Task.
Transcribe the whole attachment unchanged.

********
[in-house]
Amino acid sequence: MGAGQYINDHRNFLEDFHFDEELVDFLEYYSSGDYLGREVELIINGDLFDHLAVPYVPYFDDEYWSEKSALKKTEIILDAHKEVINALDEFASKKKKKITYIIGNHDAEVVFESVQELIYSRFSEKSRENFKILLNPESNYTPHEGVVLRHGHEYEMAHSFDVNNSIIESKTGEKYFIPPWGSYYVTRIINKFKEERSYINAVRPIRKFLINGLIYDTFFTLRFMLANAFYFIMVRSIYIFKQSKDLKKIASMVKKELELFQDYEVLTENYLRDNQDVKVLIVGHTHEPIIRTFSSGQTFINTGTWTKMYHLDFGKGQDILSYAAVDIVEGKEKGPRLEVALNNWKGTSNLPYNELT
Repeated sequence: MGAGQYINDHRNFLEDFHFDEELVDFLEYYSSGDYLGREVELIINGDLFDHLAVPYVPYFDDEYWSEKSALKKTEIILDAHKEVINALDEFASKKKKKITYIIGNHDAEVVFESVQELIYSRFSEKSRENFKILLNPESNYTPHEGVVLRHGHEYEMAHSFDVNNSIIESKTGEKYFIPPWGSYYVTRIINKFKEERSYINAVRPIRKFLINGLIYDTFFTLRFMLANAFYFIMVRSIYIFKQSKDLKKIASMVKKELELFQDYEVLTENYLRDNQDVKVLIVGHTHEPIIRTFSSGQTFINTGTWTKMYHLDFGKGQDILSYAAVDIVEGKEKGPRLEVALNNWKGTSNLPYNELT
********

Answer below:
[in-house]
Amino acid sequence: MGAGQYINDHRNFLEDFHFDEELVDFLEYYSSGDYLGREVELIINGDLFDHLAVPYVPYFDDEYWSEKSALKKTEIILDAHKEVINALDEFASKKKKKITYIIGNHDAEVVFESVQELIYSRFSEKSRENFKILLNPESNYTPHEGVVLRHGHEYEMAHSFDVNNSIIESKTGEKYFIPPWGSYYVTRIINKFKEERSYINAVRPIRKFLINGLIYDTFFTLRFMLANAFYFIMVRSIYIFKQSKDLKKIASMVKKELELFQDYEVLTENYLRDNQDVKVLIVGHTHEPIIRTFSSGQTFINTGTWTKMYHLDFGKGQDILSYAAVDIVEGKEKGPRLEVALNNWKGTSNLPYNELT
Repeated sequence: MGAGQYINDHRNFLEDFHFDEELVDFLEYYSSGDYLGREVELIINGDLFDHLAVPYVPYFDDEYWSEKSALKKTEIILDAHKEVINALDEFASKKKKKITYIIGNHDAEVVFESVQELIYSRFSEKSRENFKILLNPESNYTPHEGVVLRHGHEYEMAHSFDVNNSIIESKTGEKYFIPPWGSYYVTRIINKFKEERSYINAVRPIRKFLINGLIYDTFFTLRFMLANAFYFIMVRSIYIFKQSKDLKKIASMVKKELELFQDYEVLTENYLRDNQDVKVLIVGHTHEPIIRTFSSGQTFINTGTWTKMYHLDFGKGQDILSYAAVDIVEGKEKGPRLEVALNNWKGTSNLPYNELT